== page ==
YOU ARE HERE: LAT HomeCollections

Lost Seoul?

September 13, 2006|G. John Ikenberry and Mitchell B. Reiss | G. JOHN IKENBERRY is a professor of political science at Princeton University and the author of "Liberal Order and Imperial Ambition: Essays on American Power and International Order." MITCHELL B. REISS is vice provost of international affairs at the College of William & Mary.

SOUTH KOREAN President Roh Moo-hyun arrives in Washington on Thursday for meetings with President Bush at a time of great tension and increasing uncertainty in their nations' alliance.

The persistent source of friction is fundamentally different approaches toward North Korea generally and its nuclear weapons program in particular. South Koreans see their northern cousins as more to be pitied than feared. The South's "peace and prosperity" policy of engaging the North is predicated on postponing reunification of the two Koreas until far into the future, a view shared by all the other countries in the region. Meanwhile, Seoul prefers to tease the North out of its isolation, tame its belligerent ways and gradually introduce market economics to raise up a destitute population.

Washington sees this approach as underwriting an evil regime that brutalizes its own people and continues to threaten its neighbors. The Bush administration believes that regime change, preferably sooner rather than later, is the only way to bring true peace and prosperity to the Korean peninsula. In its view, the North's recent test-firing of seven ballistic missiles was just the latest indication that Seoul's engagement policy has failed to curb Pyongyang's behavior and make the region safer.

Other issues also cloud the relationship, including friction concerning a free trade agreement, a reconfiguration of the roles and missions of the U.S. military in South Korea and the perceived lack of American appreciation for South Korea's significant contribution of troops to Iraq. Moreover, a self-confident new generation of South Koreans doesn't recall the shared sacrifices of the Korean War and doesn't reflexively defer to the United States. The alliance is in worse shape today than only a few years ago.

We think the value of the U.S.-South Korean alliance is more important than differences about how to deal with North Korea. For the time being, Bush and Roh should agree to disagree on North Korea and move onward.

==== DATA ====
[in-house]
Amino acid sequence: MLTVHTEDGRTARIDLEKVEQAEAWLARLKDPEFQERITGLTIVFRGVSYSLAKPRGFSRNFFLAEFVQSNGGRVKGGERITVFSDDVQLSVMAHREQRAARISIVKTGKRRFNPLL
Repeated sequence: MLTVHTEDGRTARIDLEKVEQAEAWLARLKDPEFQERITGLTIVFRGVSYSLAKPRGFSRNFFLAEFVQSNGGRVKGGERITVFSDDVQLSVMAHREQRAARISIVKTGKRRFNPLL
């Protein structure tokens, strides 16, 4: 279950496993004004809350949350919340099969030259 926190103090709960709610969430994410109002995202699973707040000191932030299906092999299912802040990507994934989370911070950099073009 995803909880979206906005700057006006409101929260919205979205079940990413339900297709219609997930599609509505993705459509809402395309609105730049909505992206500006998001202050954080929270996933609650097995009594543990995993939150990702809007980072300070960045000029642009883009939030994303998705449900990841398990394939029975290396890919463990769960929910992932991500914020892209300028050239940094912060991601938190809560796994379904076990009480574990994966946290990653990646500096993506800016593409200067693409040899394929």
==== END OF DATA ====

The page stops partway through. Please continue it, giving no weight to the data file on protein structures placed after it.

Traditionally, countries ally because they share common threats, values or interests; ideally, they should share all three. Alliances provide mutual security, formally binding together military and diplomatic institutions in predictable, nonthreatening ways. Adopting a common stand against North Korea, by itself, no longer provides enough "glue" to bind the U.S. and South Korea together. But powerful reasons for future cooperation, grounded in national self-interest, still exist.

Geography alone demands that the two countries work together. A rising China, with growing economic and military power, presents new concerns for Seoul and Washington. Historically, China has claimed Korea as part of its traditional sphere of influence. The South Korean business community is increasingly worried about Chinese competition hollowing out its steel and other heavy industries. In a recent poll, 38% of South Koreans identified China, not North Korea, as posing the greatest threat to the South in 10 years.

For the U.S., the partnership with South Korea provides bases on the east Asian mainland, taking pressure off the U.S.-Japan alliance. It helps reassure Seoul of Japan's peaceful intentions as Tokyo develops a more "normal" military and security role in the region. And it's a necessary precondition for any larger efforts that the U.S. and its allies might undertake to strengthen multilateral security cooperation among democracies in the region.

Beyond this, the U.S.-South Korean alliance gives Seoul a direct channel to Washington and American friendship. Alliances do not just provide standby capacities for mutual defense; they create ongoing political relationships and mechanisms for doing a wider array of business. This political architecture will become more important -- not less -- in the decades ahead, regardless of the fate of North Korea.

Below the level of great-power politics, a host of transnational issues plague northeast Asia, such as environmental pollution, narcotics and human trafficking, piracy and counterfeiting. No one country can adequately tackle these challenges; cooperation among Seoul, Washington, Tokyo and others is essential.

The U.S.-South Korean alliance will never be perfect; no alliance is. If its original rationale has changed over the decades, there remain important reasons for Bush and Roh to re-imagine and revitalize it.

Los Angeles Times Articles